Home » Media Centre » Secretary-General » Secretary-General's Speeches to Meetings

Sub-Committee on Stability and Load Lines and on Fishing Vessels' Safety (SLF), 55th session, 18 to 22 February 2013 (opening address)

February 18, 2013

ADDRESS OF THE SECRETARY-GENERAL
AT THE OPENING OF THE FIFTY-FIFTH SESSION OF THE SUB-COMMITTEE ON STABILITY AND LOAD LINES
AND ON FISHING VESSELS SAFETY
(18 to 22 February 2013)
(delivered on behalf of the Secretary-General by Mr. A. Winbow, ASG, Director, MSD)

Good morning, distinguished delegates,
 
On behalf of the Secretary-General, who is abroad on mission, it is a pleasure for me to welcome you to the fifty-fifth session of the Sub-Committee on Stability and Load Lines and on Fishing Vessels Safety.  I particularly welcome those delegates who may be attending this Sub Committee for the first time.
 
This meeting is the fourth Sub-Committee meeting of the year and at those meetings the Secretary-General set some bold targets: eradication of maritime piracy and the complete release of hostages as soon as possible; and in the safety field, reducing lives lost by half and promoting the idea of an “Accident Zero Campaign” with IALA in areas covered by VTS.
 
As you are all aware, in October last year, a Diplomatic Conference adopted the Cape Town Agreement of 2012 on the Implementation of the Provisions of the Torremolinos Protocol of 1993 relating to the Torremolinos International Convention for the Safety of Fishing Vessels, 1977.  In this context, the Secretary-General is promoting the ratification and early entry into force of the Agreement, and particularly asking all Contracting States of the Torremolinos Protocol to sign the Cape Town Agreement as soon as possible, using the simplified procedure under the Cape Town Agreement.  The Agreement will be open for signature for a period of one year, which started on 11 February of this year.
 
Those Contracting States which have already accepted and implemented the safety standards of the Torremolinos Protocol nationally should not have any practical, administrative, legal or procedural problems to accept the Cape Town Agreement and should be able to sign it straightaway without any difficulties.  Their collective signatures would significantly move the international and global implementation of the safety regime for fishing vessel towards reality.
 
In this connection, MSC 91 instructed your Sub-Committee to develop a procedure for calculating the number of fishing vessels of each Contracting State of the 2012 Cape Town Agreement, as a matter of high-priority.  Resolution 5 of the Conference states that this should be done at the earliest opportunity, but not later than 1 January 2014, and therefore, I urge the Sub Committee to finalize this work at this session, for approval at MSC 92 later this year.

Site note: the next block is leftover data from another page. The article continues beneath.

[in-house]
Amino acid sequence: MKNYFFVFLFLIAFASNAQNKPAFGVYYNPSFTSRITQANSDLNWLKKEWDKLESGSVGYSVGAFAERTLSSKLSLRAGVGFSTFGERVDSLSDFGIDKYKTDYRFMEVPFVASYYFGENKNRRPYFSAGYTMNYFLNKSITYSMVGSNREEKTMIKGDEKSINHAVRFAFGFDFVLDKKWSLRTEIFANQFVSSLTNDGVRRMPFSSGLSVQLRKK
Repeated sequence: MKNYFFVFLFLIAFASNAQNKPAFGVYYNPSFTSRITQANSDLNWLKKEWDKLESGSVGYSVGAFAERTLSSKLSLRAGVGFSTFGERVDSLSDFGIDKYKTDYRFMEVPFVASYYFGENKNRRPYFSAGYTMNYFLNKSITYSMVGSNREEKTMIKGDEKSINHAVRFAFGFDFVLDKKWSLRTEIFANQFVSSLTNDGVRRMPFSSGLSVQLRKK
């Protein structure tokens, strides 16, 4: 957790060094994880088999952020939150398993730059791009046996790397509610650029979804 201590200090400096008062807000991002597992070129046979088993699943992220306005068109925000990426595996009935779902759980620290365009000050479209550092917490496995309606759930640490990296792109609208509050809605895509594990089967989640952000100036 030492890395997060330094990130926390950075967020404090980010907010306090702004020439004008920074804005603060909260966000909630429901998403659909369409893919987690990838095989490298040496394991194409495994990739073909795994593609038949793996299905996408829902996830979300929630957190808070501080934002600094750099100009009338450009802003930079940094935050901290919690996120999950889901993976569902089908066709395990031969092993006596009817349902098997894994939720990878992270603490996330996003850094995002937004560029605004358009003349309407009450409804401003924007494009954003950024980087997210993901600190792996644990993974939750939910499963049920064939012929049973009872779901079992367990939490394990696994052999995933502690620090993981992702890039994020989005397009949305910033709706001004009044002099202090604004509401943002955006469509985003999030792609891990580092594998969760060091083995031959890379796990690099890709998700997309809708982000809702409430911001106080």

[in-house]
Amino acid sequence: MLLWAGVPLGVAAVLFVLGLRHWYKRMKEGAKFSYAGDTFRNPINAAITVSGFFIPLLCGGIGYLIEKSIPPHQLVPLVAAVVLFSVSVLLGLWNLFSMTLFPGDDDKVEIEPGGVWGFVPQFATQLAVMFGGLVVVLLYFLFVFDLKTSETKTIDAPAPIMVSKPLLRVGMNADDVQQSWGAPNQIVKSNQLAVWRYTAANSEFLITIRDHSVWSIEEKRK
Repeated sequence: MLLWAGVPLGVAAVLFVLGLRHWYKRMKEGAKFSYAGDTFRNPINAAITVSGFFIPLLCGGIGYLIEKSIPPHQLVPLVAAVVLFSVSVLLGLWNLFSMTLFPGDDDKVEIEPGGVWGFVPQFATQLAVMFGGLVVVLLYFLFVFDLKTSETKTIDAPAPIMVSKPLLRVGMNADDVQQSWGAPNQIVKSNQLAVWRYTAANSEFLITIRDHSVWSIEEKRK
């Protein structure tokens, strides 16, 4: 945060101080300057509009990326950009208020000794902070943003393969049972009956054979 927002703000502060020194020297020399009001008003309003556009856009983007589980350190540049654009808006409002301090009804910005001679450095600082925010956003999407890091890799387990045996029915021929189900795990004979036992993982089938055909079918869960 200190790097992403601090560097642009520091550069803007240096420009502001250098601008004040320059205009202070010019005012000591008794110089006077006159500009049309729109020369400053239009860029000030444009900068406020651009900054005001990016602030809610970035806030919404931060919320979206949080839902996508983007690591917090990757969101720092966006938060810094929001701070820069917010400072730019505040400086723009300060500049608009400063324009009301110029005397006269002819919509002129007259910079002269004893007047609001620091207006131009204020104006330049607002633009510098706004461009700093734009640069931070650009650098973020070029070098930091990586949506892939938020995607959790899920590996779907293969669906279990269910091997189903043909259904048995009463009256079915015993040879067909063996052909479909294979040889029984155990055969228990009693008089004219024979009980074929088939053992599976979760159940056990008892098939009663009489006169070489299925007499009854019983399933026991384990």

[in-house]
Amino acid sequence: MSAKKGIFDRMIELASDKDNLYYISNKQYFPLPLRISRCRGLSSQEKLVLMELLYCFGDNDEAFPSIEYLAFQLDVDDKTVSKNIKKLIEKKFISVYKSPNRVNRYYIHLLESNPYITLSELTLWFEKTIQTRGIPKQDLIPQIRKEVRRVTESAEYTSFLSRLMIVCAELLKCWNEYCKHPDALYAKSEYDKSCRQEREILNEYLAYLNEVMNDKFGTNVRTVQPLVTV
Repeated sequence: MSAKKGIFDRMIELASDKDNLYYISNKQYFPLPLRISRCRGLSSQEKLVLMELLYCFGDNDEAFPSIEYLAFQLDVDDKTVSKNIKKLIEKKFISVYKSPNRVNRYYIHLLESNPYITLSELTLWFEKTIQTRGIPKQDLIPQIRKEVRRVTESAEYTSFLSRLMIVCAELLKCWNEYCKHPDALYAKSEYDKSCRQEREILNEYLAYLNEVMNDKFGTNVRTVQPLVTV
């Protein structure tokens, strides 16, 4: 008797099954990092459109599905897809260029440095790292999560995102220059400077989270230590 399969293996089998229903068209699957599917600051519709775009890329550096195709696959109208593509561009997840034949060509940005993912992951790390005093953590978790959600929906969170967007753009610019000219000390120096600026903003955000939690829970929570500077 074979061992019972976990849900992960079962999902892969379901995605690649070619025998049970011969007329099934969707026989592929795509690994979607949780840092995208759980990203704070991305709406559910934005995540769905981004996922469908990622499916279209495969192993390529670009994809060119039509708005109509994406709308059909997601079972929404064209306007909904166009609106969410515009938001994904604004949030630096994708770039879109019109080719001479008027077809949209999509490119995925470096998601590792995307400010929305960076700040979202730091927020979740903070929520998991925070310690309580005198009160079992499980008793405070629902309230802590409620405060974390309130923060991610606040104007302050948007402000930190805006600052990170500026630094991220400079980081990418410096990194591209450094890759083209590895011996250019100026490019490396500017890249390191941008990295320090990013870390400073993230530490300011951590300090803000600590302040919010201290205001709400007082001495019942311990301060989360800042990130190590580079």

Additionally, there are three other issues I would like specifically to mention.
 
Firstly, I want to urge the Sub-Committee to finalize its work on the development of guidelines for verification of damage stability requirements for tankers and the related mandatory carriage requirements for stability instruments on board tankers.
 
Secondly, I encourage the Sub-Committee to complete the revision of SOLAS chapter II-1 subdivision and damage stability regulations, the review of the damage stability regulations for ro-ro passenger ships and the development of guidelines on safe return to port for passenger ships, as a follow-up to the passenger ship safety initiative, and with the aim of developing appropriate amendments to the relevant SOLAS regulations.  I am aware that the very best experts on the subject are here this week and I am sure they will be able to accomplish this task.
 
Thirdly, I would like to stress the significance of the Sub-Committee’s work on development of provisions to ensure the integrity and uniform implementation of the 1969 TM Convention.  As has been pointed out by several Members and also by ILO, regrettably, larger crew accommodation spaces result in a larger gross tonnage, thereby penalizing owners, as port fees are often governed by the gross tonnage defined by the 1969 TM Convention, resulting in a detrimental effect on the human element, and good working and living conditions on board. 
 
You have also been requested to render your expert assistance to the DE and BLG Sub-Committees in their work on the development and/or revision of the Polar, IGC and IGF Codes, so that these instruments may be completed according to the planned target dates.
 
In July, this year, the Council will discuss the outline of the Secretary-General’s budgetary proposals for 2014 2015, which will take into account progress with the review and reform initiative, including the potential new sub committees’ structure.
 
The sub-committees’ restructuring is, I am sure, a subject you are interested in.  The Council requested the Maritime Safety and Marine Environment Protection Committees to consider the implications and practicability of the proposals.  Of interest to this Sub-Committee is the combining of the work of the SLF, DE and FP Sub-Committees and re-allocating the work to two new sub-committees.  Based on the discussions at the MSC, the Secretariat is now preparing a draft proposal for the MEPC and MSC and is also in the process of informal consultations; we have consulted Chairmen, seeking their views.  The Secretary-General wants to involve as many delegates as possible.  There is no item on your meeting agenda but it is important that you express your views, so that they can be taken into account by the Secretariat and reflected in the proposals for further discussion at Committee level.  I suggest that the Sub-Committee finds some time to discuss this under “Any other business”.
 
Finally, I wish you all productive and successful deliberations for this meeting.
 
To get it underway, I move straight to the task of electing your Chairman.
___________